Reply Wed 18 Apr, 2012 12:04 pm
So did you think that the failure of Congress to pass the dreaded SOPA and PIPA bills would be the end of the issue? Nope. Not true.

Remember SOPA, where Congress would bar access to online content protected under the First Amendment? Well now there's CISPA — the Cybersecurity Information and Sharing Protection Act — and this legislation does something scarier.

It's an attempt to give the government and military agencies unprecedented power to snoop through people's personal information. This includes medical records, private emails, financial information — and the government can do it without a warrant, proper oversight or limits.

It's as scary as it sounds. Luckily, we know what it takes to defeat it: you.

Tell your member of Congress that you oppose CISPA and you want your privacy protected.

I was very proud of how quickly and strongly you and the ACLU community rallied around SOPA and were able to defeat that legislation. We need that energy again.

Let's make sure they hear us loud and clear: We oppose giving the government and military agencies unlimited access to our private information and we won’t let it stand.

Protect your privacy. Tell your member of Congress to oppose CISPA today.

Thanks for taking action,

Laura W. Murphy
Director, ACLU Washington Office

Congress expects the general public whose appropriate outcry against the unconstitutional SOPA and PIPA (The Stop Online Piracy Act and Protect IP Act) bills would grow bored with the issue by bringing up an all too vague and dangerous bill called CISPA.

This too needs to be stopped.

Here's the ACLU's online petition:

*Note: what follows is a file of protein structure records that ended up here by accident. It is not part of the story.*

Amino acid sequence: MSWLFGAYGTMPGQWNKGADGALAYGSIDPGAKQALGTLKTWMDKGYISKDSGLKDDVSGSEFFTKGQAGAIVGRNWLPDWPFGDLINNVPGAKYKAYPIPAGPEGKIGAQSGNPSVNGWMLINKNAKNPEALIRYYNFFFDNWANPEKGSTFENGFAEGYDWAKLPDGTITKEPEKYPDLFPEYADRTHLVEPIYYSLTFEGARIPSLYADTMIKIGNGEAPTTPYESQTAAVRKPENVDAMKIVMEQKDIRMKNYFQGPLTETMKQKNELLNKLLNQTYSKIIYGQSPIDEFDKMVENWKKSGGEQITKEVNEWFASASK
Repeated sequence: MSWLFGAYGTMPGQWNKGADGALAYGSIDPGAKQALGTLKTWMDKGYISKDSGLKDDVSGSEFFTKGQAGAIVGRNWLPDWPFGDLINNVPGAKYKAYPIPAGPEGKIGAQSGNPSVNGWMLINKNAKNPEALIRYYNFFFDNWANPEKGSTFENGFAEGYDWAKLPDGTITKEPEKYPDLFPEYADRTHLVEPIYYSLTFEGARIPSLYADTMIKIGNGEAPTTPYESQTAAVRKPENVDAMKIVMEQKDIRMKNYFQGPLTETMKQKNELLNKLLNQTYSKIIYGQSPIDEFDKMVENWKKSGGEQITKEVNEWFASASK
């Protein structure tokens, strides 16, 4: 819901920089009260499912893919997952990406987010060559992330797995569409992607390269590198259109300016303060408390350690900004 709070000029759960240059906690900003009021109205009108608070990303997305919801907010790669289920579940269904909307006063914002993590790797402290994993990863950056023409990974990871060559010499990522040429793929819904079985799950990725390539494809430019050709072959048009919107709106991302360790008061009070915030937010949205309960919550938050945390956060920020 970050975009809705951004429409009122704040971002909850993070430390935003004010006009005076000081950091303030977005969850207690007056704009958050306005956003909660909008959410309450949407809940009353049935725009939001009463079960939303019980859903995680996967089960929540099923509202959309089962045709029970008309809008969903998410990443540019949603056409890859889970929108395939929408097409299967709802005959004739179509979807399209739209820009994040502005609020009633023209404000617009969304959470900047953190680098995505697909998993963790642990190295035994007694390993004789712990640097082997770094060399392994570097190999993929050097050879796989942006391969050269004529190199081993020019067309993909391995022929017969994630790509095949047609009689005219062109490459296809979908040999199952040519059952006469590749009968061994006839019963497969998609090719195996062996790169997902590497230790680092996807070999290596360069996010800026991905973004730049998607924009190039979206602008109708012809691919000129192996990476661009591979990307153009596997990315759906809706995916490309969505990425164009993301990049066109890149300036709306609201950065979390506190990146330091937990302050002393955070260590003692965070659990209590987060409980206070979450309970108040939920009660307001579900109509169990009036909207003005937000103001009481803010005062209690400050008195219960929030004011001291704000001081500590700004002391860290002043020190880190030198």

Or contact your member of Congress please and tell them to stop with these dangerous attempts at legalizing cyber spying.
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Lustig Andrei
Reply Wed 18 Apr, 2012 12:44 pm
e-mail to my Congressman sent, thx to ACLU's expeditious aid.
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Reply Mon 30 Apr, 2012 10:58 am

Electronic Frontier Foundation

April 26, 2012 | By Rainey Reitman
EFF Condemns CISPA, Vows to Take Fight to the Senate

Hours ago, the House of Representatives voted to approve the Cyber Intelligence Sharing and Protection Act (CISPA), a bill that would allow companies to bypass all existing privacy law to spy on communications and pass sensitive user data to the government. EFF condemns the vote in the House and vows to continue the fight in the Senate.

"As the Senate takes up the issue of cybersecurity in the coming weeks, civil liberties will be a central issue. We must do everything within our power to safeguard the privacy rights of individual Internet users and ensure that Congress does not sacrifice those rights in a rush to pass vaguely-worded cybersecurity bills," said Lee Tien, EFF Senior Staff Attorney.

"Hundreds of thousands of Internet users spoke out against this bill, and their numbers will only grow as we move this debate to the Senate. We will not stand idly by as the basic freedoms to read and speak online without the shadow of government surveillance are endangered by such overbroad legislative proposals," said Rainey Reitman, EFF Activism Director.

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Reply Mon 22 Apr, 2013 07:50 am
Almost a year later and CISPA has passed the house vote. Scary stuff is buried in this vague overencompassing/overreaching law.
Anonymous @YourAnonNews wrote:

20 Apr

CISPA threatens our Fourth Amendment rights — the right against “unreasonable searches and seizures”. #StopCISPA #CISPABlackout
Retweeted 2160 times

WAPO Ignores Privacy Concerns In Rallying Cry For CISPA

US House of Representatives passes CISPA cybersecurity bill
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